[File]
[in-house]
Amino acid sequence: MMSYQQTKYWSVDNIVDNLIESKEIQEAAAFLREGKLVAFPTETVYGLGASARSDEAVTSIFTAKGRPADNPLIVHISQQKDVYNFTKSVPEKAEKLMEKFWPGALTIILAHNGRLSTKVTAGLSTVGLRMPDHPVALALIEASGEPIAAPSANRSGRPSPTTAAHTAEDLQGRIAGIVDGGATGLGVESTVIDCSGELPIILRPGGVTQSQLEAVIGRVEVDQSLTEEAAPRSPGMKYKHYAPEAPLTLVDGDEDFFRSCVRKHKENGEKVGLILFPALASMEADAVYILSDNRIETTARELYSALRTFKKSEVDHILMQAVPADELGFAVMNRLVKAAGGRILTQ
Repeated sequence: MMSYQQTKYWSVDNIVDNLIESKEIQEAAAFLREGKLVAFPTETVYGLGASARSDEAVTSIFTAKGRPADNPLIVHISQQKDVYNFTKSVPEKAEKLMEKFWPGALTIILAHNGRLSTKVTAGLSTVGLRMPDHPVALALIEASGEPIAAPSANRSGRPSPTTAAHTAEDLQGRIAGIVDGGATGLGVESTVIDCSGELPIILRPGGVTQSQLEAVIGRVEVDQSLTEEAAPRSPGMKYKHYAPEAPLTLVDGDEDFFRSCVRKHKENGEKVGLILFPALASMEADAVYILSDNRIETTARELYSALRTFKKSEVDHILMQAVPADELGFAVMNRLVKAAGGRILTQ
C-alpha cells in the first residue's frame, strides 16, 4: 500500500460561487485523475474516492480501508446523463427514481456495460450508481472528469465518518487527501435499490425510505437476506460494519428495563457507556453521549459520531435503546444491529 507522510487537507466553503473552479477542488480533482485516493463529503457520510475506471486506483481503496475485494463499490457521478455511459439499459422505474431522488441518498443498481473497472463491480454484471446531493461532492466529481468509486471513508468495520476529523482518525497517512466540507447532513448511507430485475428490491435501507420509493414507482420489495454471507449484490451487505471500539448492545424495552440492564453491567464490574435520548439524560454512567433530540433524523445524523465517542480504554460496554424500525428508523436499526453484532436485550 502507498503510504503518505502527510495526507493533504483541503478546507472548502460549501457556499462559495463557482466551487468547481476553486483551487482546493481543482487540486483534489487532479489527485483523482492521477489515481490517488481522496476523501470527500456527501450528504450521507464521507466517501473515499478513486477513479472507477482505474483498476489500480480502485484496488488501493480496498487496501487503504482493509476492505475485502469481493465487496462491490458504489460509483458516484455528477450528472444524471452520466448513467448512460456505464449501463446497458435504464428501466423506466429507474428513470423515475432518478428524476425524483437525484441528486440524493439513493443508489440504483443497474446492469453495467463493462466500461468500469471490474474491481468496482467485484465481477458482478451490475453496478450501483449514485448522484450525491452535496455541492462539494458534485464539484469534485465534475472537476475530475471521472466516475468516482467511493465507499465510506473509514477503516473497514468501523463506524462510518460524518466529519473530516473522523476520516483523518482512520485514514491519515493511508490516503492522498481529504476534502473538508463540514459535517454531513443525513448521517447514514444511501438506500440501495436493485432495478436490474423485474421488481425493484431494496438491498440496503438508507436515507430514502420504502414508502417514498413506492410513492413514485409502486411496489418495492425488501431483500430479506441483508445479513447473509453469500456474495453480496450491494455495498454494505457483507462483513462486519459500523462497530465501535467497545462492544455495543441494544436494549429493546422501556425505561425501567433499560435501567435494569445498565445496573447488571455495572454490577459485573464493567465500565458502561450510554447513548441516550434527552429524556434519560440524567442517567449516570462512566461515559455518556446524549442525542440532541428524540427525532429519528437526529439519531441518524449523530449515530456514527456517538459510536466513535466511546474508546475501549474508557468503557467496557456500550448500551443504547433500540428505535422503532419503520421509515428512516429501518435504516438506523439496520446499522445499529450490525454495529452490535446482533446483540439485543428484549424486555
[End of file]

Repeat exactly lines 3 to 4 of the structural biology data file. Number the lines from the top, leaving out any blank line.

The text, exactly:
Repeated sequence: MMSYQQTKYWSVDNIVDNLIESKEIQEAAAFLREGKLVAFPTETVYGLGASARSDEAVTSIFTAKGRPADNPLIVHISQQKDVYNFTKSVPEKAEKLMEKFWPGALTIILAHNGRLSTKVTAGLSTVGLRMPDHPVALALIEASGEPIAAPSANRSGRPSPTTAAHTAEDLQGRIAGIVDGGATGLGVESTVIDCSGELPIILRPGGVTQSQLEAVIGRVEVDQSLTEEAAPRSPGMKYKHYAPEAPLTLVDGDEDFFRSCVRKHKENGEKVGLILFPALASMEADAVYILSDNRIETTARELYSALRTFKKSEVDHILMQAVPADELGFAVMNRLVKAAGGRILTQ
C-alpha cells in the first residue's frame, strides 16, 4: 500500500460561487485523475474516492480501508446523463427514481456495460450508481472528469465518518487527501435499490425510505437476506460494519428495563457507556453521549459520531435503546444491529 507522510487537507466553503473552479477542488480533482485516493463529503457520510475506471486506483481503496475485494463499490457521478455511459439499459422505474431522488441518498443498481473497472463491480454484471446531493461532492466529481468509486471513508468495520476529523482518525497517512466540507447532513448511507430485475428490491435501507420509493414507482420489495454471507449484490451487505471500539448492545424495552440492564453491567464490574435520548439524560454512567433530540433524523445524523465517542480504554460496554424500525428508523436499526453484532436485550 502507498503510504503518505502527510495526507493533504483541503478546507472548502460549501457556499462559495463557482466551487468547481476553486483551487482546493481543482487540486483534489487532479489527485483523482492521477489515481490517488481522496476523501470527500456527501450528504450521507464521507466517501473515499478513486477513479472507477482505474483498476489500480480502485484496488488501493480496498487496501487503504482493509476492505475485502469481493465487496462491490458504489460509483458516484455528477450528472444524471452520466448513467448512460456505464449501463446497458435504464428501466423506466429507474428513470423515475432518478428524476425524483437525484441528486440524493439513493443508489440504483443497474446492469453495467463493462466500461468500469471490474474491481468496482467485484465481477458482478451490475453496478450501483449514485448522484450525491452535496455541492462539494458534485464539484469534485465534475472537476475530475471521472466516475468516482467511493465507499465510506473509514477503516473497514468501523463506524462510518460524518466529519473530516473522523476520516483523518482512520485514514491519515493511508490516503492522498481529504476534502473538508463540514459535517454531513443525513448521517447514514444511501438506500440501495436493485432495478436490474423485474421488481425493484431494496438491498440496503438508507436515507430514502420504502414508502417514498413506492410513492413514485409502486411496489418495492425488501431483500430479506441483508445479513447473509453469500456474495453480496450491494455495498454494505457483507462483513462486519459500523462497530465501535467497545462492544455495543441494544436494549429493546422501556425505561425501567433499560435501567435494569445498565445496573447488571455495572454490577459485573464493567465500565458502561450510554447513548441516550434527552429524556434519560440524567442517567449516570462512566461515559455518556446524549442525542440532541428524540427525532429519528437526529439519531441518524449523530449515530456514527456517538459510536466513535466511546474508546475501549474508557468503557467496557456500550448500551443504547433500540428505535422503532419503520421509515428512516429501518435504516438506523439496520446499522445499529450490525454495529452490535446482533446483540439485543428484549424486555